Action: From the very start of the relationship building process, listen carefully. Get the correct pronunciation of their name. Understand their wants, needs, and concerns. Make the move-in easier. Keep in touch. Fix it when it’s broken.
7. Come right out and ask. There are two schools of thought when it comes to asking for referrals. Many people feel that it’s a good policy to never overtly ask for a referral, because it makes a resident or previous resident feel used, and nobody wants to be used. The other school of thought feels that happy residents should be happy to contribute to your success; and that it gives them a sense of ownership to know that they have an influence over who might become their neighbor in the future. We hold with the second school of thought. Happy residents will be more than happy to volunteer a referral, if asked… but like all things worth doing, there’s a right way to go about it.
Action: Make it without question that your reason for keeping in touch with your residents is because you genuinely care about them. You want them to be satisfied not only because it’s in your best interest for them to stay, but truly because you want them to have a home that they’ll always be happy with. Do that first, and do it well; and while you’re at it: once in a while, put out a referral door hanger; mention in every newsletter that referrals are always welcome; offer a reward if the local law allows. Make your request for referrals something that you do in addition to relationship building; not in place of it.
8. For heaven’s sake – don’t forget to say thanks! A resident who is willing to refer others to your community is an invaluable resource, so treat them that way! Showing appreciation is not only the appropriate thing to do when somebody helps you close a several-thousand-dollar sale, but it’s the key continuing to receive referrals. Even if you pay a referral fee, send a personal thank you note.Even if they don’t lease the apartment you need to call to say thanks and let them know how the meeting with their friend, family member, or associate went. Make a big, appreciative fuss about the wonderful thing your resident has done. Send flowers, buy a gift certificate for lunch, or give tickets to a show or athletic event; and if you find yourself asking whether the added expense of a thank you gift is really necessary, stop to consider the lifetime value of a happy resident, not to mention one who continues to refer others! The trend is to reward your residents with a memorable event that they want to tell even more people about. An example of this would be to give them tickets to a “backstage” event. This gives your resident bragging rights about your community.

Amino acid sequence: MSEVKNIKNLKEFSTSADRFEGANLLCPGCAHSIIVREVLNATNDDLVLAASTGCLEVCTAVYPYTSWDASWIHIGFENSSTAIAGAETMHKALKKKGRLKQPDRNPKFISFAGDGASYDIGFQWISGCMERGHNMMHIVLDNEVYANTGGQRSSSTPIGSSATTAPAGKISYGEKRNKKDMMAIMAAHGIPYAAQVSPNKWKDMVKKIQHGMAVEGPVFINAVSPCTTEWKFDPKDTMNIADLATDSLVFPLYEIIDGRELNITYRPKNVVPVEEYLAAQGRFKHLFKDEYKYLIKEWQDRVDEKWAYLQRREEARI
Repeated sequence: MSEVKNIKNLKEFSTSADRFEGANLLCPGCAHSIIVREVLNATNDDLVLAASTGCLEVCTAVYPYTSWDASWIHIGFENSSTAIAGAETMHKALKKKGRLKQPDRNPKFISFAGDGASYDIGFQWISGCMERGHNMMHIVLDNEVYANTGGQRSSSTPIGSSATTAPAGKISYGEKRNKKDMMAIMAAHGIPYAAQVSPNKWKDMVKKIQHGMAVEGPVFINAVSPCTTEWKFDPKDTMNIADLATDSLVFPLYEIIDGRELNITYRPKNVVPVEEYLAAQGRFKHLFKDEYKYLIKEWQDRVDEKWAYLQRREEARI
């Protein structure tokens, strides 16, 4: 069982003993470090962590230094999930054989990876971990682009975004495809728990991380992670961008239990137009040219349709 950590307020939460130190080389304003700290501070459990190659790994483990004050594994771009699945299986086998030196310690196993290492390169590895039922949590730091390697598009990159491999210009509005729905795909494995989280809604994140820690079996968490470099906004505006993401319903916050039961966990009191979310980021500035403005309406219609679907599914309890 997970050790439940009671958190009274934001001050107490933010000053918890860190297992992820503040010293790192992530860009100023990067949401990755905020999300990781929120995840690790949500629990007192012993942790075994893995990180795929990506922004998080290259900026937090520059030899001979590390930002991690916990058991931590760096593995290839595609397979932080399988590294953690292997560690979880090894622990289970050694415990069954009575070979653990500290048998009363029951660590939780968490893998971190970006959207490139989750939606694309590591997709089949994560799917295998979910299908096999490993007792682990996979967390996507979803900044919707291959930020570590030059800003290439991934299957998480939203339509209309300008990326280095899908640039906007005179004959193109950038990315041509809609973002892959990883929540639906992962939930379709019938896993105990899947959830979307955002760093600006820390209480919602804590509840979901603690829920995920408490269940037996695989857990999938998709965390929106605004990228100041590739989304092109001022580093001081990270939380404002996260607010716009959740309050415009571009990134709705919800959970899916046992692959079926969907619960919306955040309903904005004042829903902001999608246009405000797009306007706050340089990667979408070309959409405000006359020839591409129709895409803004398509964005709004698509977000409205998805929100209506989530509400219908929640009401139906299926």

Here’s one great example of a program that you can use to improve the performance of your referral strategy!
Tami Siewruk, Chief Imagination Officer of Multifamilypro and President of Siewruk Development Corporation, is one of the apartment industry’s foremost authorities on all aspects of property management. She writes not only from more than 30 years of experience—beginning on-site at age seventeen, and advancing rapidly through the ranks of the legendary Johnstown Properties as a renowned troubleshooter, to become Vice President of Property Management—but also as the owner and developer of award winning properties in three states. Production of Multifamilypro’s acclaimed Annual Multifamily Housing Brainstorming Sessions™, one of the industry’s largest national events, keeps Tami uniquely and continually connected to the challenges faced by tens of thousands of Multifamily Professionals from coast to coast, and with her particular passions—connecting Multifamily Professionals with each other, and tapping into the trends that are shaping our future and driving the way we do business today. To connect with Tami online and find out more about Multifamilypro products and events, including Tami’s annual national seminar tour, Brainstorming, Social Media Optimization Summits, and more, visit www.Multifamilypro.com!